- Category : Actor
- Type : MGP
- Profile : 1/3 - Investigating / Martyr
- Definition : Single
- Incarnation Cross : RAX Penetration 3
Alastair George Bell Sim, CBE (9 October 1900 – 19 August 1976) was a Scottish character actor who appeared in a string of classic British films. He is best remembered in the role of Ebenezer Scrooge in the 1951 film Scrooge, and for his portrayal of Miss Fritton, the headmistress in two St. Trinian's films. He was memorably described by comedian Ronnie Corbett as a "sad-faced actor, with the voice of a fastidious ghoul", in Corbett's autobiography High Hopes.
Alastair Sim was born in Edinburgh in 1900. His mother had been born on the island of Eigg, and when she came to the mainland in her teens she could speak only Gaelic. His father, Alexander Sim, was a prosperous businessman with property in Braemar and Edinburgh. He designed and paid for the construction of the Earl Haig Gardens in Edinburgh for the use of returning servicemen to sit in during the day.
Alastair Sim was educated at the independent George Heriot's School in Edinburgh. He became an elocution and drama lecturer at the University of Edinburgh from 1925 until 1930 where he performed with the Edinburgh University Drama Society, and where he was later rector from 1948 until 1951. He once remarked to an interviewer, "As I passed imperceptibly from a beautiful child to a strong and handsome lad, I wanted more than anything else in the world to be, of all things, a hypnotist. I practised on gentle dogs."
His biography states that as a young man, he was employed for a while as a lumberjack. Colleagues found him lacking enthusiasm for the work, and after a bad experience with whisky he never drank it again.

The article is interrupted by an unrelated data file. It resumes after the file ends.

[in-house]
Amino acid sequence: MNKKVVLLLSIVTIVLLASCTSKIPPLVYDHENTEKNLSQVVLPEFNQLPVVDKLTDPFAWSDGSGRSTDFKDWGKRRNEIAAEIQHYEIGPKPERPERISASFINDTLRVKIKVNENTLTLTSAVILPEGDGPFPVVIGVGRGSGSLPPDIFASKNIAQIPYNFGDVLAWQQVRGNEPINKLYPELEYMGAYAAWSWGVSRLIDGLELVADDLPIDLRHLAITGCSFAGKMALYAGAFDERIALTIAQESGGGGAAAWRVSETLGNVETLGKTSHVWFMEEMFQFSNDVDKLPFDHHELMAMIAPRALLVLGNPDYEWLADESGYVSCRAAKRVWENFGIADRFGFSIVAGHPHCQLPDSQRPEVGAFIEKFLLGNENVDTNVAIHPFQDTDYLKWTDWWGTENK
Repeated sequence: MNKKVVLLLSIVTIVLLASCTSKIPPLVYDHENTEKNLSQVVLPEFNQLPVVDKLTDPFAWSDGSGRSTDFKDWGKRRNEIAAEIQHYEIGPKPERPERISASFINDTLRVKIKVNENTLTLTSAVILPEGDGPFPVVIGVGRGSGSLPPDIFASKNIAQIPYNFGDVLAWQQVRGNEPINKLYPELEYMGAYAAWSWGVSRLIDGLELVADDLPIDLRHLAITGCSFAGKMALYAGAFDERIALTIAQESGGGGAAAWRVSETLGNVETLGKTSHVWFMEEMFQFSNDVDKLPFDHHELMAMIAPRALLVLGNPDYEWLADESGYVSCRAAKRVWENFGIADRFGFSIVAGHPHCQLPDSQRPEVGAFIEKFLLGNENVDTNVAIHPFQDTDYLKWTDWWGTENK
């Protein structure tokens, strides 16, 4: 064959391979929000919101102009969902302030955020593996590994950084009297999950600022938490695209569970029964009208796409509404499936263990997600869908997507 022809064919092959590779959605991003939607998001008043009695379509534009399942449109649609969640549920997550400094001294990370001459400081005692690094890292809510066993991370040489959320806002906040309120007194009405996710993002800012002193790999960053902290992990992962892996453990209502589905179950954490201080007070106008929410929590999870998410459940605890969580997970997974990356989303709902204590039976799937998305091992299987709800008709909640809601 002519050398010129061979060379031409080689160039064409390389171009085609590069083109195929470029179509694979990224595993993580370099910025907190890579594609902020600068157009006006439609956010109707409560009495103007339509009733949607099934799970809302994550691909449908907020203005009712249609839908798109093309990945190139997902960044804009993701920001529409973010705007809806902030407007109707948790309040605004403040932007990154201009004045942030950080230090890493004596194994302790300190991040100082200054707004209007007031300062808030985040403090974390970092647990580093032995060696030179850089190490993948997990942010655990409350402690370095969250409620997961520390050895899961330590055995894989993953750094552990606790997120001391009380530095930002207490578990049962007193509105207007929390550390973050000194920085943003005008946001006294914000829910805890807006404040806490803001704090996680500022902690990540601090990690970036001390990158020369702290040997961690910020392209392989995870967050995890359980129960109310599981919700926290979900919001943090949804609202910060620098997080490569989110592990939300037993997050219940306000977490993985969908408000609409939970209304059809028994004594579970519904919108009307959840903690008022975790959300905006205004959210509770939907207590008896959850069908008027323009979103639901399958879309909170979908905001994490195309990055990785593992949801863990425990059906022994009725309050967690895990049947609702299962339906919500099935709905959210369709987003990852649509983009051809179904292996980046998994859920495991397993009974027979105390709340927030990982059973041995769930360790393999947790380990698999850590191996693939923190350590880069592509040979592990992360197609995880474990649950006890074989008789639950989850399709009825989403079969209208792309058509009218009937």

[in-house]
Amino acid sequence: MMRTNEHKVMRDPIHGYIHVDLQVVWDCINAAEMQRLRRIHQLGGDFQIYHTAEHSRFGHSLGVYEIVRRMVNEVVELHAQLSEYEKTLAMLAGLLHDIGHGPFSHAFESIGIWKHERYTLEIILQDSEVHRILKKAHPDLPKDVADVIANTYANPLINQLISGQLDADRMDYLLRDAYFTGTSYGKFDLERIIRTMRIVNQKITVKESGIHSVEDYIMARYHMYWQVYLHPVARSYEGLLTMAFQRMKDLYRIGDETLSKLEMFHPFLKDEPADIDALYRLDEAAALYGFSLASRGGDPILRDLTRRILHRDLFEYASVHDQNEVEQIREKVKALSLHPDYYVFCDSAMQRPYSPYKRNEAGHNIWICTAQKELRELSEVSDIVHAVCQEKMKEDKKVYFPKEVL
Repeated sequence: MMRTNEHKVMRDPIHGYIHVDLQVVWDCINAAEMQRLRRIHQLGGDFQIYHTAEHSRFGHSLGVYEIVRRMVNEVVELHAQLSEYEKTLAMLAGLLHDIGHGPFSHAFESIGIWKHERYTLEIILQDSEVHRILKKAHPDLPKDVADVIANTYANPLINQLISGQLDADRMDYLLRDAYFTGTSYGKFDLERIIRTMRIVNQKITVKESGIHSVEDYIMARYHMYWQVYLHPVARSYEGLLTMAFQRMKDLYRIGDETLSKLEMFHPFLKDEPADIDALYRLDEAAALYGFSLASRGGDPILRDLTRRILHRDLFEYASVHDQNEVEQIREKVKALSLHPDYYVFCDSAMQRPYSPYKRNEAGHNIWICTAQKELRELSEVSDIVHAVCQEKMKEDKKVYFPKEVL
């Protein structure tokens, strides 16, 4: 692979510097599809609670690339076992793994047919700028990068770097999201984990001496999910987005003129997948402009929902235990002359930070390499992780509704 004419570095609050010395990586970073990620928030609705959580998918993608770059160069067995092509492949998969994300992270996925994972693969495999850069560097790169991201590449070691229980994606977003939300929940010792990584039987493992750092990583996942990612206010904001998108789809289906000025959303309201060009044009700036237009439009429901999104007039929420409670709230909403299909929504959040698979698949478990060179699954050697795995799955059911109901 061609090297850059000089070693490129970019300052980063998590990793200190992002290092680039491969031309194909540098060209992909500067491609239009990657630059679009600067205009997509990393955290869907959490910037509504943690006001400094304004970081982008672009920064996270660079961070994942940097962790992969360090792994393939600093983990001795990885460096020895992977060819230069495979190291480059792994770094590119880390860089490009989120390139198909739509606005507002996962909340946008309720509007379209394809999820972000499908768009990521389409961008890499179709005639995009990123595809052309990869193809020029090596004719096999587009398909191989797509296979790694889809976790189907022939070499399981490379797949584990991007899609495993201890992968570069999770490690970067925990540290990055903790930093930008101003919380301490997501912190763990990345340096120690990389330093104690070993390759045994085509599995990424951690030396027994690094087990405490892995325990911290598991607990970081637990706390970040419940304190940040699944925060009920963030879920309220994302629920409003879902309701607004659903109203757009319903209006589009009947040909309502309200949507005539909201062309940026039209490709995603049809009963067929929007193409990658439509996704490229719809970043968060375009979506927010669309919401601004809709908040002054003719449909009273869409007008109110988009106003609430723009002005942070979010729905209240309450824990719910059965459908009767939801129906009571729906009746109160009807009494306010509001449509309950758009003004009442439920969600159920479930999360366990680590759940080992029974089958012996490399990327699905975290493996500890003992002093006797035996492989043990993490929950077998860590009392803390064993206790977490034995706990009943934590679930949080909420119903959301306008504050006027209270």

Preferring the stage, Sim made his London debut in Othello in 1930. He also appeared for a season at the Old Vic. He notably portrayed Captain Hook in six different stage productions of Peter Pan between 1941 and 1968.
He made his film debut in 1935 in The Case of Gabriel Perry, and spent the remainder of the decade playing supporting roles in films, often being credited with "stealing the scene" from the star. As a supporting actor, his most notable success was as Detective Sergeant Bingham, a light comedy role played opposite Gordon Harker, in the popular Inspector Hornleigh film series: Inspector Hornleigh (1939), Inspector Hornleigh on Holiday (1939), and Inspector Hornleigh Goes to It (1941). He outshone Harker to the extent that it was frequently unclear who was actually the star.
As a result, by the 1940s he had progressed to leading roles; and in 1950 he was voted the most popular film actor in Britain in a national cinema poll. His earliest successes as a leading man included the police detective in the thriller Green for Danger (1946); as the headmaster of Nutbourne College, co-starring with Margaret Rutherford, in the comedy The Happiest Days of Your Life (1950); and as a writer of lurid crime fiction in the comedy Laughter in Paradise (1951). He was cast in the lead role of Scrooge (1951), a film adaptation of Charles Dickens's A Christmas Carol. He revisited the character, using his vocal talents for an Oscar-winning animated film version, which was released in 1971. Though Scottish, he turned down the lead role in Whisky Galore! saying "I can't bear professional Scotsmen".